Youth Construction Employment: It Takes Three to Tango 1

Monday, June 6th, 2016
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The April Australian Employment Data showed the national unemployment remained steady at 5.7 per cent. Despite this downward trend in the last few months, however, the national youth unemployment rate for April still crept up to 12.3 per cent and in some parts of our cities and states it is now over 25 per cent.

The recent federal budget proffered a range of financial incentives to employers to help get young people into work and I am sure during the rest of the current election campaign we will see some more on this topic as politicians campaign in the electorates where this issue impacts the highest.

However, we must not ignore the fact that trade apprenticeship registrations and completions in Australia also continue to decline, with the National Centre for Vocational Education Research reporting that new apprenticeship registrations fell 20 per cent between 2014 and 2015.

You could argue that we typically see a decline in entry-level jobs during times of economic uncertainty, but in the last few years the rise of activity in the construction sector has been one of the positive drivers of growth in the Australian jobs market. The same NCVER research also showed that for apprentices who commenced a trade apprenticeship in 2014, the completion rate is expected to drop to 41 per cent – and alarmingly to 27 per cent in the construction sector – with issues with employers and career changes cited as key reasons by apprentices who opt out of apprentice programs.

This decline indicates that in Australia, we don’t just have a problem with employers providing enough entry level jobs for young people but also that as many of us already know, young job seekers themselves are turning away from trade apprenticeships because of poor leadership or a lack of understanding of the job. In other cases, they are turning their back on careers in the construction sector in favor of opportunities in the perceived “sexier” new economy.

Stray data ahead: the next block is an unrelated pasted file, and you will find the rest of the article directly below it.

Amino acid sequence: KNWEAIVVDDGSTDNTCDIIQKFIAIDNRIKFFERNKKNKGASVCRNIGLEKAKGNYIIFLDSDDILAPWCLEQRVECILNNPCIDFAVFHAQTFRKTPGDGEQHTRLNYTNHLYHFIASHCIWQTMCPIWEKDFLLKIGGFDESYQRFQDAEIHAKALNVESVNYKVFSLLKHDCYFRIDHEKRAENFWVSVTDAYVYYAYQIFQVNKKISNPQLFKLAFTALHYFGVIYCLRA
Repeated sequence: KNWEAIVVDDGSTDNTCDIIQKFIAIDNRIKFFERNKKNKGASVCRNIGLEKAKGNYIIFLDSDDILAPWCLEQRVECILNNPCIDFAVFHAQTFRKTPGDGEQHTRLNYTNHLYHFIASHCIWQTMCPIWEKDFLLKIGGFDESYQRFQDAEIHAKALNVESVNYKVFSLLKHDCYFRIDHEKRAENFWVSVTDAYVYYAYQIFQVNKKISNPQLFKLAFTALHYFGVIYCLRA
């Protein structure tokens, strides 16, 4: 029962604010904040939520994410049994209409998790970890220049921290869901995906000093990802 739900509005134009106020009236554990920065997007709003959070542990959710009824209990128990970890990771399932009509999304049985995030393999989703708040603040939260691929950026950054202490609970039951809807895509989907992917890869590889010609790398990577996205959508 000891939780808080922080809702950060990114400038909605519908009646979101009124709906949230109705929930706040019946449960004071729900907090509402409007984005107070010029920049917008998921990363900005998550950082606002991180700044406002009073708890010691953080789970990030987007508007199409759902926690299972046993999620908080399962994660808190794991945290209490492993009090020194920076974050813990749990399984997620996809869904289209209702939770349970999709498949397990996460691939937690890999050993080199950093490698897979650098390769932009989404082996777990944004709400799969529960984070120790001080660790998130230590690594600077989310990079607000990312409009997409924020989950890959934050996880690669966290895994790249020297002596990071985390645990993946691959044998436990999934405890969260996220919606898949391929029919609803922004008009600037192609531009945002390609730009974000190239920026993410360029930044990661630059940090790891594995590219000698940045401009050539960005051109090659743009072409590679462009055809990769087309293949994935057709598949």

This is a problem for the construction industry as we are already seeing an increase in demand for construction trade roles and this, combined with the impact our aging population is going to have on available skilled talent in the coming years, means the industry will need to take a leadership role to head off what is likely to be a major trade skills shortage in the future

Solving youth unemployment cannot simply be a situation where governments hand out more money to employers to hire more young people. While this will create more opportunities, it will not arrest the decline in registrations and completions, which are arguably a bigger issue for the construction sector right now if it is to ensure that it has the talent it needs for the future. Industry needs to work more closely with government and schools to ensure they promote trade apprenticeship awareness to the same degree they promote further education.

We need to look at ways to create greater practical exposure to construction trades for students so they clearly understand the nature of the work and make informed choices when the elect to pursue a skilled trades career. Many students do not clearly understand the nature and type of work, and without family members with construction experience, it may be hard for them to fully understand the nature of the work involved and whether they are well suited to it.

Finally, we need to lobby government to provide greater funding to apprentice training organisations in order to provide greater on-the-job support to apprentices and their employers over the course of their apprenticeship. Many employers of apprentices in the construction sector are small businesses without an HR department or experience in dealing with employee issues, and I have seen countless apprentices leave the industry simply because they were treated badly – and in some instances illegally – by unknowing employers.

We are seeing first hand that whilst the construction sector plays a positive role in reducing youth unemployment as one of Australia’s largest employers of apprentices, that it is also starting to suffer an image problem that needs to be addressed. By engaging government, industry and the young people themselves we will ensure we have the “tradies” we need for the future.

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  1. Peter Turner

    A great article Steve and it highlights how some businesses and the young people working in them arent aware there are other options available to the that can benefit everyone involved like group training.